I live in Houston and have worked as a nurse. I have a lifelong passion for traveling, nature, and photography (preferably all together!).
Question and Answer
The following question came from Gail Sobotkin, a HubPage writer known as the 'happyboomernurse.' "What's your favorite lighthouse, and why is it your favorite?" This question brought back a flood of memories for me.
While I have seen other lighthouses and even much prettier ones on various vacation trips, the Port Isabel Lighthouse has to be at the top of my list to be my favorite. It is near South Padre Island, and viewing the lighthouse brought back memories of the fun my family and friends shared many years ago.
It was actually on my mother's and my last trip to McAllen from Houston, Texas, to visit my brother and sister-in-law that I stopped to photograph the Port Isabel Lighthouse. At the time, I was actively carving and then hand printing limited editions of my linocuts, and I thought that it would be an excellent subject which it has proven to be.
My brother drove us to Padre Island from his home in McAllen to have lunch on the barrier island and show us all of the new buildings that were now there. It had been many years since I had been to Padre Island, and I could hardly believe my eyes!
The days of playing down there when I was a kid and when there were only a few motels and some cabanas available to rent for the day with dressing rooms, toilets, and showers were long gone. Also gone were the open spaces and dunes, which were the predominant features of South Padre Island in the early and mid-1960s.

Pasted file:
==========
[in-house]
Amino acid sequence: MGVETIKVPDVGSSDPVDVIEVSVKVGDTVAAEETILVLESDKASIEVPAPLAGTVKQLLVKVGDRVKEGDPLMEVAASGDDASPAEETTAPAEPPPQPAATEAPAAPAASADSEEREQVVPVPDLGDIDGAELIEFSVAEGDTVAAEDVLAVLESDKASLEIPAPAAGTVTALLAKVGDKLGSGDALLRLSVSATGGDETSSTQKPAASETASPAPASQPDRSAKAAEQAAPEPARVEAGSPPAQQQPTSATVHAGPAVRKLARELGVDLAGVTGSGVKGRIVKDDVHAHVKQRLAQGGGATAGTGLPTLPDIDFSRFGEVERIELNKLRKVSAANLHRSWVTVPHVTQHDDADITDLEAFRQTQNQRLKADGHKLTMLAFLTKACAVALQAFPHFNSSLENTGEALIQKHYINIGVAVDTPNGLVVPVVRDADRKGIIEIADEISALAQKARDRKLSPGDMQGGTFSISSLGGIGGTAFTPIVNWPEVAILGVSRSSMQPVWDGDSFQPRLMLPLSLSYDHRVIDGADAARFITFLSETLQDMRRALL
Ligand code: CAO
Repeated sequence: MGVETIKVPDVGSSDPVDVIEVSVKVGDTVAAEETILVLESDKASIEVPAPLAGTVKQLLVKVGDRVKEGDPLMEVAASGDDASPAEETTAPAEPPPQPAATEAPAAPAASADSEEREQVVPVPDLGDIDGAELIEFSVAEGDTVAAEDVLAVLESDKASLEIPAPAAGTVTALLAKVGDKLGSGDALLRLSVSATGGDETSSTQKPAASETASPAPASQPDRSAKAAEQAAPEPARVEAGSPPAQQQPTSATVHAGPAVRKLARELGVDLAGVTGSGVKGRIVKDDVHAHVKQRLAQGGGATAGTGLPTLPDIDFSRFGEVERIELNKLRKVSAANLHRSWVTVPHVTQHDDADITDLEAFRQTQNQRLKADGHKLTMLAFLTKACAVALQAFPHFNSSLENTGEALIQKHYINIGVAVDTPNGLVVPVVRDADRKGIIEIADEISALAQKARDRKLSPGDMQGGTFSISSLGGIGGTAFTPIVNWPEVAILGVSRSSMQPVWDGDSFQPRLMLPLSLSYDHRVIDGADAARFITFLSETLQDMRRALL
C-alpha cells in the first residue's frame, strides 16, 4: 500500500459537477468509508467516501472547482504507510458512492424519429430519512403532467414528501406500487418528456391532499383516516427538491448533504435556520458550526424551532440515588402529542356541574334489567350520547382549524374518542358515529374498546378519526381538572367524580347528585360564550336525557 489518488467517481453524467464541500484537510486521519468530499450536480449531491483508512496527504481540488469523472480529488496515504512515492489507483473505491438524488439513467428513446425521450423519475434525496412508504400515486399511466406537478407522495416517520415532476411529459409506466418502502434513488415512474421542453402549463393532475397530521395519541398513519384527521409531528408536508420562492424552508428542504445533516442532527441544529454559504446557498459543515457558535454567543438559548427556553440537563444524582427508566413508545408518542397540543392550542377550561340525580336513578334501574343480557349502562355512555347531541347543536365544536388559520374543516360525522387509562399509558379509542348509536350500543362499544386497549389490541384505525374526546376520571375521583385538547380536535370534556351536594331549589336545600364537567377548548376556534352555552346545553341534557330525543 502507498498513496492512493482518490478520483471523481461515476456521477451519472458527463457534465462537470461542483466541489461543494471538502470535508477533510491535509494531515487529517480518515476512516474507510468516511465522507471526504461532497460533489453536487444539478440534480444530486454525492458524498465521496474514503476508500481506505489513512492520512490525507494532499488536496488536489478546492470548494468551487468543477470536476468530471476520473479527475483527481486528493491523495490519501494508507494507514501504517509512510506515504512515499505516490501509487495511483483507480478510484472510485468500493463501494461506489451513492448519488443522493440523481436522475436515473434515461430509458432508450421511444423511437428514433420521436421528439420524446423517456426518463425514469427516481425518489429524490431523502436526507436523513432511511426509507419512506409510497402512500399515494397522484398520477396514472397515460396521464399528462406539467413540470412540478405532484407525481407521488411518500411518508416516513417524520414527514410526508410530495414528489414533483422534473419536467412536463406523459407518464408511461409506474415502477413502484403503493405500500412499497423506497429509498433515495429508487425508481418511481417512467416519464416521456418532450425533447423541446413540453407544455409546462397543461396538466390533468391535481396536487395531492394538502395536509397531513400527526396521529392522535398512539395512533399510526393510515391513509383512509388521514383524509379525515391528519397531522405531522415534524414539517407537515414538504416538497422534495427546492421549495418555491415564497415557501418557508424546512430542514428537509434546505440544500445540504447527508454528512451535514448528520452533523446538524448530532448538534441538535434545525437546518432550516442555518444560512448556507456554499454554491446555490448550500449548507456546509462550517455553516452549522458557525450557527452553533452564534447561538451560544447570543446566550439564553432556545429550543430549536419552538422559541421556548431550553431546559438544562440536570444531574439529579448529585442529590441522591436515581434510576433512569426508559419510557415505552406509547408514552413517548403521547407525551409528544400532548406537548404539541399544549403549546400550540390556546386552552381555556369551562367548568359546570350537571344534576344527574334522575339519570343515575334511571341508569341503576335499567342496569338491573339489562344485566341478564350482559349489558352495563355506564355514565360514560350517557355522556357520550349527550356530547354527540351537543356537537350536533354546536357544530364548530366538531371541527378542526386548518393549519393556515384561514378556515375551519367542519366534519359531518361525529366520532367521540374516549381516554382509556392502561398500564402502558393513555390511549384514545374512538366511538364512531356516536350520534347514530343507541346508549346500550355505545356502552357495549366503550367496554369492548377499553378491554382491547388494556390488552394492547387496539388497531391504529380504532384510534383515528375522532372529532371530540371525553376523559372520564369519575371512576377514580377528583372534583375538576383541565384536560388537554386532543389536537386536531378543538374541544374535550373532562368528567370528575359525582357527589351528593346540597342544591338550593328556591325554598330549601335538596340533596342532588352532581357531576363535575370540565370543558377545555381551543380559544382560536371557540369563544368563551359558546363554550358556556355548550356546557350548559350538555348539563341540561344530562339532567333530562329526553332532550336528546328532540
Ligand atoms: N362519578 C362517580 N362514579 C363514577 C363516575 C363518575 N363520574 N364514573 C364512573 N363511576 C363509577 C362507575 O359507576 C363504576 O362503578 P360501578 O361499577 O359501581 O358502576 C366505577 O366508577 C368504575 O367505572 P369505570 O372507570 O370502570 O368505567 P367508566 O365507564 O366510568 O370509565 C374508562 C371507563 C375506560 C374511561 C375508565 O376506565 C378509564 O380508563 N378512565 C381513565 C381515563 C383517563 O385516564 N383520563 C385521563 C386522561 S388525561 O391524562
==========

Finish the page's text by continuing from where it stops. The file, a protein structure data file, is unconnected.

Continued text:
Now, most of South Padre Island (at least the southern end across from Port Isabel) is cram-packed with lodgings, both public and private. If staying at a motel, hotel, or condo naturally, one has beach access from that site. Because of all of the private homes now built along the Gulf shore, one has to drive to designated parking spots to access the beach between the private lodgings.
Naturally, the beach belongs to the public, but access is much more restricted. One would have to continue driving north to get to less populated areas on Padre Island than the days of yesteryear and my memories. I liked it much better when it was in its more natural state. Real Estate development has changed the face of how it now appears.
South Padre Island
My family, along with my maternal grandparents, had moved from Wisconsin to South Texas in 1960. Driving to South Padre Island from McAllen was a real treat back in those days. The salty waters and wave action of the Gulf of Mexico were new and different for us. My grandparents would often go with our family for a day of fun and frolic, climbing the dunes and playing in the water.
My parents could bring their German Shepherd along, and Sheba would run freely along the beach.